When people find out I wrote a book called Grace for the Good Girl, one of the most common statements I hear is this: I don’t know if I’m a good girl. I think I’ve been more of a bad girl.
Being a good girl does not mean you think you’re perfect. Actually, good girls know they aren’t perfect all too well.
This book is not about how to be a good girl. It does not teach you ways to be a better girl. It will not pat you on the back for your good behavior.
This book is less about what goes on in your life and more about what’s going on in your head.
You may look good-ish on the outside or you may look bad-ish. The point is, somewhere inside, you have an idea of who you should be. And it is at war with who you are.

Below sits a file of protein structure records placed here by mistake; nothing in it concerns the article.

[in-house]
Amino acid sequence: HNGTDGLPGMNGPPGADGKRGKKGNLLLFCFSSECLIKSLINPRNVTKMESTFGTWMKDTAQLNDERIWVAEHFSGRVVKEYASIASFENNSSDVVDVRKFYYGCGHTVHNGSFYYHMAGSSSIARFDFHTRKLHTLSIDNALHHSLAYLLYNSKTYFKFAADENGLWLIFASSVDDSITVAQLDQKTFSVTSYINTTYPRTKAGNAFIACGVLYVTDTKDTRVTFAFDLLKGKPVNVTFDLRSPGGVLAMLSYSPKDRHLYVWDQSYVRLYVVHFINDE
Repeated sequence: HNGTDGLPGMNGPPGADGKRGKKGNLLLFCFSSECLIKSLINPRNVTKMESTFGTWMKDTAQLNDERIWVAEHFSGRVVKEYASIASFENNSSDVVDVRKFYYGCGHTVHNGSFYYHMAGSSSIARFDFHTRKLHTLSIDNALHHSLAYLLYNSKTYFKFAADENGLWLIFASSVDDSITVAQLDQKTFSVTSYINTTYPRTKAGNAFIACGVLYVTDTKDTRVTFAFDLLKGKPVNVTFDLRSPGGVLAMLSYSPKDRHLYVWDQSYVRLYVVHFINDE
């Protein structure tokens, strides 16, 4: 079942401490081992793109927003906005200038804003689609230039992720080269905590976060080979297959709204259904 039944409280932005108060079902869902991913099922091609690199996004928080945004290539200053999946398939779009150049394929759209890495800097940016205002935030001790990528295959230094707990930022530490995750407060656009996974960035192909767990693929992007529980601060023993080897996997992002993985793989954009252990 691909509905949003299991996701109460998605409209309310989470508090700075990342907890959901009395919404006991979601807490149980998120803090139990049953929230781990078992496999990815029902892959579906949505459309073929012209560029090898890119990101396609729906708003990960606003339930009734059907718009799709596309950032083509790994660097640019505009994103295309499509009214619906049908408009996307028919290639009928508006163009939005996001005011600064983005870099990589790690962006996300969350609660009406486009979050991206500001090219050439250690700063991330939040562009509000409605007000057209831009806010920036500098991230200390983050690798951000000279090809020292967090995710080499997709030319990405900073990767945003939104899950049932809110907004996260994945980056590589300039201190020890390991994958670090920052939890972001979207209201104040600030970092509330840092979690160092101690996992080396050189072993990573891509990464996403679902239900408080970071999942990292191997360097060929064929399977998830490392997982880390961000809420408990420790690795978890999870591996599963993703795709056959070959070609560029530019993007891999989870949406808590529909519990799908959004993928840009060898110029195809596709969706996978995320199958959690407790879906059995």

This book is an invitation to authenticity.
This book is a bench for the tired, a hand for the lonely, a rope for the falling down.
This book will hopefully call out to those hiding behind try-hard performances and issue an invitation to authentic freedom. Not because of my words, but because of Who they point to.
Because this book is full of my mess and maybe yours, too.
I believe women need to talk about the ways we hide, the longing to be known, the fear in the knowing. I believe in the life-giving power of story, in the beauty of vulnerability, and in the strength that is found in weakness.
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